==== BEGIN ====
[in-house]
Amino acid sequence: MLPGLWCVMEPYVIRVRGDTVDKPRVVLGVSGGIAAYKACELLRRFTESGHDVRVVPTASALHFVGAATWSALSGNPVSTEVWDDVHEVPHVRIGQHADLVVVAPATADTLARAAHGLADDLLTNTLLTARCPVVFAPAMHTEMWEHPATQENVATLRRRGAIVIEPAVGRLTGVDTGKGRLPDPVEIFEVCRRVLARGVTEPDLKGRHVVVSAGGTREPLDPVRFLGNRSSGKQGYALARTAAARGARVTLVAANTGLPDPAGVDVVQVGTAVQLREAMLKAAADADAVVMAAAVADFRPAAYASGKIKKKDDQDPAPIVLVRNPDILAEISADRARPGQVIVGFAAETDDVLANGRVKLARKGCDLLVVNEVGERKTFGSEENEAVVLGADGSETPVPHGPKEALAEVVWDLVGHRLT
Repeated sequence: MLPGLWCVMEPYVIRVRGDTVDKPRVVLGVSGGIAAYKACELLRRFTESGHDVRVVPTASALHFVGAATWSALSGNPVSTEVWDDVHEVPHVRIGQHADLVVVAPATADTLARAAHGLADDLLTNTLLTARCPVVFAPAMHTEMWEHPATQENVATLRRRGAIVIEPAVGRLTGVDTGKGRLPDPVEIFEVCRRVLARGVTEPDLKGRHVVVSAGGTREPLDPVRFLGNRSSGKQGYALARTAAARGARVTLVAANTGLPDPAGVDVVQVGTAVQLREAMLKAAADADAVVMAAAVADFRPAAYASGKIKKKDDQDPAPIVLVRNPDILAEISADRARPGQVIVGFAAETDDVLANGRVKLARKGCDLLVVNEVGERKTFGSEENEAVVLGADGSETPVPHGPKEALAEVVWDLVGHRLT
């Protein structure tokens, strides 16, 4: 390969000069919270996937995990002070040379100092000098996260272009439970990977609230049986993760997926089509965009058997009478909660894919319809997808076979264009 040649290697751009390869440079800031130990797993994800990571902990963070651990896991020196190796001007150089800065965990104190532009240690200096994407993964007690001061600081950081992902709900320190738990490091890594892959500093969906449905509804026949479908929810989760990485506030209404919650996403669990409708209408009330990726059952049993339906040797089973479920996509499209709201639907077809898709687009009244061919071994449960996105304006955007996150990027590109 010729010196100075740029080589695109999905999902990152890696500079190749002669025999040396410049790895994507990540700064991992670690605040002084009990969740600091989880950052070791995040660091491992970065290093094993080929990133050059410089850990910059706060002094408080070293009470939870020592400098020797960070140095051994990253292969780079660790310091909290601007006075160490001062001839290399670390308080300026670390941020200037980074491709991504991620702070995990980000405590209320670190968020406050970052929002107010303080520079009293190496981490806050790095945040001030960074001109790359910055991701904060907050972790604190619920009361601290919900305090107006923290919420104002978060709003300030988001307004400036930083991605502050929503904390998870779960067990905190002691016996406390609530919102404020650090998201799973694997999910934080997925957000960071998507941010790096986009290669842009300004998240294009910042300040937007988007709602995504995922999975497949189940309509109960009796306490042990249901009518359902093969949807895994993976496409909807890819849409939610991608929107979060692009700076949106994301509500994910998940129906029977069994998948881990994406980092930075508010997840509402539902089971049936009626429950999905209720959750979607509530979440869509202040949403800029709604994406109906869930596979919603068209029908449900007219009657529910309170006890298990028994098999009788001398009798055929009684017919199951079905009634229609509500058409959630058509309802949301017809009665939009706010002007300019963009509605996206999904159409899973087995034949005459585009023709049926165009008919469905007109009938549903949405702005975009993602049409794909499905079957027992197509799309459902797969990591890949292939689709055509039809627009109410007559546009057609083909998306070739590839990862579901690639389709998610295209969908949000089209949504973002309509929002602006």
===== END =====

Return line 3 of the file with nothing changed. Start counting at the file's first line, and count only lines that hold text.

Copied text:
Repeated sequence: MLPGLWCVMEPYVIRVRGDTVDKPRVVLGVSGGIAAYKACELLRRFTESGHDVRVVPTASALHFVGAATWSALSGNPVSTEVWDDVHEVPHVRIGQHADLVVVAPATADTLARAAHGLADDLLTNTLLTARCPVVFAPAMHTEMWEHPATQENVATLRRRGAIVIEPAVGRLTGVDTGKGRLPDPVEIFEVCRRVLARGVTEPDLKGRHVVVSAGGTREPLDPVRFLGNRSSGKQGYALARTAAARGARVTLVAANTGLPDPAGVDVVQVGTAVQLREAMLKAAADADAVVMAAAVADFRPAAYASGKIKKKDDQDPAPIVLVRNPDILAEISADRARPGQVIVGFAAETDDVLANGRVKLARKGCDLLVVNEVGERKTFGSEENEAVVLGADGSETPVPHGPKEALAEVVWDLVGHRLT